This campaign is building on a wellspring of activity, especially over the past six months but reaching back decades. One such organisation, set up by one of the authors of this post, is the Friendship Bench, a project in Zimbabwe (and soon growing globally), which trains grandmothers in basic mental health counselling techniques. The grandmothers then sit on designated benches outside health centres to help people with mental health needs. Studies prove the effectiveness of the Bench, including a randomised clinical trial, which found that patients with common mental disorders assigned to the Friendship Bench intervention had fewer symptoms than the control group.
Making space for Mental Health at high level events
On 10 October 2018, World Mental Health Day, the Director-General of the WHO, Dr Tedros Adhanom Ghebreyesus, joined forces with Lady Gaga to write movingly about the 800,000 people who die by suicide every year, showcasing that action is needed.
As a leading cause of death and suffering worldwide, suicide deserves much more attention from the global community. Suicide mortality rate is the Sustainable Development Goals’ indicator for mental health, alongside the call for promoting mental health and well-being. Suicide prevention is the theme of this year’s World Mental Health Day, which will see campaigners push for closing the huge gap in support for those at risk of suicide and to help end the surrounding stigma.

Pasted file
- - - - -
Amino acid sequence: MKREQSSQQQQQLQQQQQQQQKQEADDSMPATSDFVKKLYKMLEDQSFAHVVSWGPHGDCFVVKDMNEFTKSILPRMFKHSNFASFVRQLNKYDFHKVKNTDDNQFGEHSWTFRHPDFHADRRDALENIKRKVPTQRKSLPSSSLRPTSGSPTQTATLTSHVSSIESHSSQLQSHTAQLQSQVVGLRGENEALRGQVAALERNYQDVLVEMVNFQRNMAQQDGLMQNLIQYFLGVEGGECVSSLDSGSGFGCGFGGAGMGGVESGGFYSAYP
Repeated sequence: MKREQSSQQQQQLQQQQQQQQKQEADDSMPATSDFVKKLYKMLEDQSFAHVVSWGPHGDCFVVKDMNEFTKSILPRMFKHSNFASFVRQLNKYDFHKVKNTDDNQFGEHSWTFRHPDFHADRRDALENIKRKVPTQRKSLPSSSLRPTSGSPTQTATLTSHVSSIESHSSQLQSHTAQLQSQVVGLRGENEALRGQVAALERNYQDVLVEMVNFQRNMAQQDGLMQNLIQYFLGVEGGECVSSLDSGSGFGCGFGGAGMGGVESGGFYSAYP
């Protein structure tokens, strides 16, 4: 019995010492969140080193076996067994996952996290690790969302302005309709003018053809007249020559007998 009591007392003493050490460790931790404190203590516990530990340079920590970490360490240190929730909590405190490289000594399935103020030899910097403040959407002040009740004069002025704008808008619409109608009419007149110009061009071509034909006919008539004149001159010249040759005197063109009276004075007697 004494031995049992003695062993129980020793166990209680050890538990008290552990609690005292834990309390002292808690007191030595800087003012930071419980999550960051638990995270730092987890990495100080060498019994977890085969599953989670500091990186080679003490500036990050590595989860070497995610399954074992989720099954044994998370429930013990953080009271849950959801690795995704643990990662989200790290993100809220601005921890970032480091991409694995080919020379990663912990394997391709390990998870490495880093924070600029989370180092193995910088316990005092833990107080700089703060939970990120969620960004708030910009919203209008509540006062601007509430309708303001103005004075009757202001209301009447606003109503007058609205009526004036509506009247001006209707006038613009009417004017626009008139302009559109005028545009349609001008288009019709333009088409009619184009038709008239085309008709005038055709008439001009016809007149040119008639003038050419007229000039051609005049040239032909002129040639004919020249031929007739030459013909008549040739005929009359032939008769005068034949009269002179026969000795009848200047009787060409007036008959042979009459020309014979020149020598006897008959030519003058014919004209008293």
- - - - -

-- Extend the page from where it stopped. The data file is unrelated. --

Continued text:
As last year went on, there was growing global leadership on mental health by both the UN Secretary-General António Guterres and the WHO’s Dr Tedros. The UN Secretary-General announced an initiative to improve the mental health of UN staff. He also called for a collective push by the UN to address mental health, recognising that change requires action across different sectors – not just within health. Dr Tedros focused on mental health in the WHO’s latest General Programme of Work and WHO just announced a new Special Initiative on mental health.Marking World Mental Health Day last year, the ministerial-level global mental health summit has now become an established fixture. The UK hosted last year, the Dutch will take it on this year and the French in 2020. With a particular focus on mental health and psychosocial support in emergency settings, we hope this year’s ministerial meeting will accelerate progress to both fund and deliver mental health support for those caught up in humanitarian catastrophes, wars and disease outbreaks such as Ebola.